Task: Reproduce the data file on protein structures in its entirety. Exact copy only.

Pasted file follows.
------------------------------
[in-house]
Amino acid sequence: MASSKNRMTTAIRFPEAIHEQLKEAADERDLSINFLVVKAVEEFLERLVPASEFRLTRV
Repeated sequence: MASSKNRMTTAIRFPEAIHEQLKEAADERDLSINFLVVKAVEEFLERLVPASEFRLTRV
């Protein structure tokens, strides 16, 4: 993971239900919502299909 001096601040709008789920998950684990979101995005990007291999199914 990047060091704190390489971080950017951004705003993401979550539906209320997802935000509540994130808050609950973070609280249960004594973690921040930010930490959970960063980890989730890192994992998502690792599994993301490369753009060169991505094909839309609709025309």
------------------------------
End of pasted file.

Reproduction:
[in-house]
Amino acid sequence: MASSKNRMTTAIRFPEAIHEQLKEAADERDLSINFLVVKAVEEFLERLVPASEFRLTRV
Repeated sequence: MASSKNRMTTAIRFPEAIHEQLKEAADERDLSINFLVVKAVEEFLERLVPASEFRLTRV
């Protein structure tokens, strides 16, 4: 993971239900919502299909 001096601040709008789920998950684990979101995005990007291999199914 990047060091704190390489971080950017951004705003993401979550539906209320997802935000509540994130808050609950973070609280249960004594973690921040930010930490959970960063980890989730890192994992998502690792599994993301490369753009060169991505094909839309609709025309």